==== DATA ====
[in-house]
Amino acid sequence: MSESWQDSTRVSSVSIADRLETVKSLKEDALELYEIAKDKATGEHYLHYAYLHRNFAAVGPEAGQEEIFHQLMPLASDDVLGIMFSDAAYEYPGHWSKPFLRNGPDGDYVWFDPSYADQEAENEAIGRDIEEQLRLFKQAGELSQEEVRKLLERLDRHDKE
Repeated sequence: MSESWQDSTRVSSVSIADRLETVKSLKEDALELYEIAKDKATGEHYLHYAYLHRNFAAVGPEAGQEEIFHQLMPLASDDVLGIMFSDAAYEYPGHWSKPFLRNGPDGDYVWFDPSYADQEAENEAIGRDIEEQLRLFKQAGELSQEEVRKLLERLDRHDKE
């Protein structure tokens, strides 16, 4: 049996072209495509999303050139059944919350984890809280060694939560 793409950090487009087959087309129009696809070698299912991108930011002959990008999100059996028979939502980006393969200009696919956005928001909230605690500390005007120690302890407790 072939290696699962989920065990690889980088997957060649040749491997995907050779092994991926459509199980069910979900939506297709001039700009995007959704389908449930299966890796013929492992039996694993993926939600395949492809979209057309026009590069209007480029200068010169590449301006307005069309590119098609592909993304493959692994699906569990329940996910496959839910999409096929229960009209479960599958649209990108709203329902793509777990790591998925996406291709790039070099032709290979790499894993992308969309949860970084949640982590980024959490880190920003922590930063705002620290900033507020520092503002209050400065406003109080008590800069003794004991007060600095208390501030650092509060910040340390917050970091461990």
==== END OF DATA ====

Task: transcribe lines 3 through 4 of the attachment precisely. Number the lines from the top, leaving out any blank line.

Repeated sequence: MSESWQDSTRVSSVSIADRLETVKSLKEDALELYEIAKDKATGEHYLHYAYLHRNFAAVGPEAGQEEIFHQLMPLASDDVLGIMFSDAAYEYPGHWSKPFLRNGPDGDYVWFDPSYADQEAENEAIGRDIEEQLRLFKQAGELSQEEVRKLLERLDRHDKE
């Protein structure tokens, strides 16, 4: 049996072209495509999303050139059944919350984890809280060694939560 793409950090487009087959087309129009696809070698299912991108930011002959990008999100059996028979939502980006393969200009696919956005928001909230605690500390005007120690302890407790 072939290696699962989920065990690889980088997957060649040749491997995907050779092994991926459509199980069910979900939506297709001039700009995007959704389908449930299966890796013929492992039996694993993926939600395949492809979209057309026009590069209007480029200068010169590449301006307005069309590119098609592909993304493959692994699906569990329940996910496959839910999409096929229960009209479960599958649209990108709203329902793509777990790591998925996406291709790039070099032709290979790499894993992308969309949860970084949640982590980024959490880190920003922590930063705002620290900033507020520092503002209050400065406003109080008590800069003794004991007060600095208390501030650092509060910040340390917050970091461990």